Exploring the limitations of age-based models for health care planning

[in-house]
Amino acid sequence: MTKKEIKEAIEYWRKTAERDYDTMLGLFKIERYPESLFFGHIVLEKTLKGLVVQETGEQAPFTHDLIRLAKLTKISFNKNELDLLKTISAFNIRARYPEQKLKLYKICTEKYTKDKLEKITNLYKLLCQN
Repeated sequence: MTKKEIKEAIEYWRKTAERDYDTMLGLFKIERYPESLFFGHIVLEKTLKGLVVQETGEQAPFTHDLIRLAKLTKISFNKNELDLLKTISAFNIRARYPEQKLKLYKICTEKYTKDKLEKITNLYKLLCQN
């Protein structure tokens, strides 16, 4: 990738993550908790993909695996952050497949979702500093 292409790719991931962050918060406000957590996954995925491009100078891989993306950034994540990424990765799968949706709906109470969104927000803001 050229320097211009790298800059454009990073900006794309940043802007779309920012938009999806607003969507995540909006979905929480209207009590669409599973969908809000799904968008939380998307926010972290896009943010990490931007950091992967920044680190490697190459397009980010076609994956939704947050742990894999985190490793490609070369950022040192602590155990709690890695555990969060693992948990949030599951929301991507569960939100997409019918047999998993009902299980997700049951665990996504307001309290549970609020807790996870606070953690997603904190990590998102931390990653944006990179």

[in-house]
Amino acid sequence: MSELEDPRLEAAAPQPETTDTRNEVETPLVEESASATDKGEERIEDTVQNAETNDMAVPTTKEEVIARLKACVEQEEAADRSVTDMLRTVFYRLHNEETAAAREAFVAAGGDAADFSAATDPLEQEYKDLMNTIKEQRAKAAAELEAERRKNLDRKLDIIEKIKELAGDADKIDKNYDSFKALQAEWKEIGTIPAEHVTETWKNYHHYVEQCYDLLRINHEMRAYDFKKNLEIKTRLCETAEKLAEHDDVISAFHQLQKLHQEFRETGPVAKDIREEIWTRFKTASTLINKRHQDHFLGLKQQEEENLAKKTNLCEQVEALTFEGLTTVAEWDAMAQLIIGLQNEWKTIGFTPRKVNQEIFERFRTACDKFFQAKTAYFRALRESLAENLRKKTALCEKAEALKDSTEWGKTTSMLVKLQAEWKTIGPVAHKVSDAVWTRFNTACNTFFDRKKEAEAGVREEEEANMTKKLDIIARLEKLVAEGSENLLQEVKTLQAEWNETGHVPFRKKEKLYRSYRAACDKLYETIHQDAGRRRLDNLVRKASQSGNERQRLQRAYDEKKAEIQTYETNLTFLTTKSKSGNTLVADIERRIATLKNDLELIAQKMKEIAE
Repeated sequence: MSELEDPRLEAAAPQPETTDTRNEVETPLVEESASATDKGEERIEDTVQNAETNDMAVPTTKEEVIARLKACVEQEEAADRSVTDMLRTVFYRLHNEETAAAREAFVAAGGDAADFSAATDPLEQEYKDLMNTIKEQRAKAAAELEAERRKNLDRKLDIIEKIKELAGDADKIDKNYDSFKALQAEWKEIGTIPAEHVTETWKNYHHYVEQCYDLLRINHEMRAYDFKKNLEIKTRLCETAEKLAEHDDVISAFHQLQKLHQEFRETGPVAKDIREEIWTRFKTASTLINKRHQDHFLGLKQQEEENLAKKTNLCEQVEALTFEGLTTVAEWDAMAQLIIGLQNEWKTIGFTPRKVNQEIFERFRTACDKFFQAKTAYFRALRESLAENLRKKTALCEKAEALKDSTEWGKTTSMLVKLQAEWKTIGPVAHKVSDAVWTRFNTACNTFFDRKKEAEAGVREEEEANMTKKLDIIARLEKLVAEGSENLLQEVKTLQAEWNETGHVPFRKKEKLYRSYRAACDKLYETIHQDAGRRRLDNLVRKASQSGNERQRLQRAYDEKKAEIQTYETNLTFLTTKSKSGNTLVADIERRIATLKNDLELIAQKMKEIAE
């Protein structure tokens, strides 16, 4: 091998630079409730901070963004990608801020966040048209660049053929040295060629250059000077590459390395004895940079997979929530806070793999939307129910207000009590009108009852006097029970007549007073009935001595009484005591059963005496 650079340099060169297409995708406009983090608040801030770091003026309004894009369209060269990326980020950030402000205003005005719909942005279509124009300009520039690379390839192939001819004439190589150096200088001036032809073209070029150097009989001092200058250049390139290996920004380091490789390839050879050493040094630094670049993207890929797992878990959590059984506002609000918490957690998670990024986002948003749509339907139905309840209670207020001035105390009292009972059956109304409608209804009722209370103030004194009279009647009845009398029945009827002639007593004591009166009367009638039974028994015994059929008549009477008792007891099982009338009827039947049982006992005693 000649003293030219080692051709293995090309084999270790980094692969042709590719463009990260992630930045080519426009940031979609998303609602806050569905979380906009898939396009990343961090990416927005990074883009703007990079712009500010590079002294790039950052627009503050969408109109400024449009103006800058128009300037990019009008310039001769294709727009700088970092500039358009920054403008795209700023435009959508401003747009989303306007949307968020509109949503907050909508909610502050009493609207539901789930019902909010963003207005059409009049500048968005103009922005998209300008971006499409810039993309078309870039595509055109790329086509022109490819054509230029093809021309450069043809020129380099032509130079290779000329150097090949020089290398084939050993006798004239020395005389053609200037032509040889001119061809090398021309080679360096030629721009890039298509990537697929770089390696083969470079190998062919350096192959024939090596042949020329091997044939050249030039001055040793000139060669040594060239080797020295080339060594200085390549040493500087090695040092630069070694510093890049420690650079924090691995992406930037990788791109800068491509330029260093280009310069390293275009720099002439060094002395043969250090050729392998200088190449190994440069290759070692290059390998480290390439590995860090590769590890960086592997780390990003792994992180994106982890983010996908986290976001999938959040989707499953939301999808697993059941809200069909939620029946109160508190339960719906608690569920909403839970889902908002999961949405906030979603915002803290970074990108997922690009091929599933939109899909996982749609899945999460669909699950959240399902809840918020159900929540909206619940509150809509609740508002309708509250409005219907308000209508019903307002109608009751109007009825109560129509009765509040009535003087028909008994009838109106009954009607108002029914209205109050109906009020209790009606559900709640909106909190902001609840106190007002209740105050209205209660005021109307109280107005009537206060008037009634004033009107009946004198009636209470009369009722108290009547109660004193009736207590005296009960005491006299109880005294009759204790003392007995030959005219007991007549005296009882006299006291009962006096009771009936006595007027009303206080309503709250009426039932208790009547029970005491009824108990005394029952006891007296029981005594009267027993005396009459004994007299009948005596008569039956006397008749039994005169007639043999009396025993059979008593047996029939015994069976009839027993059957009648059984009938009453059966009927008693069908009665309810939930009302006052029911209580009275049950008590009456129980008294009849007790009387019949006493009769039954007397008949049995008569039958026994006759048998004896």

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Health care decision makers are required to make planning decisions over a medium to long term planning horizon. Whilst population ageing is an important consideration for planners, age-stratified demographic models may produce misleading estimates of future resource requirements if the actual relationship between age and health is not fixed. We present a methodology which tests whether the assumption of a fixed age-health relationship is valid and estimate the magnitude of planning errors using a long time-series of measures of chronic health and service utilisation (N = 2419) taken from the Great British General Household Survey (1980-2008). We find that age-only models contain significant omitted variable bias, and that the relationship between age and health varies significantly across birth cohorts. Chronic sickness has fallen across birth cohorts born between 1890 and 2008, particularly before birth year 1930. Generational health improvements have mitigated the effects of population ageing, meaning that the population rate of sickness fell between 1980 and 2008. Planning based only on age leads to overestimation of the population level of health care need if successive cohorts are becoming healthier. Many alternative approaches exist which allow planners to relax the assumption of a fixed relationship between age and health.
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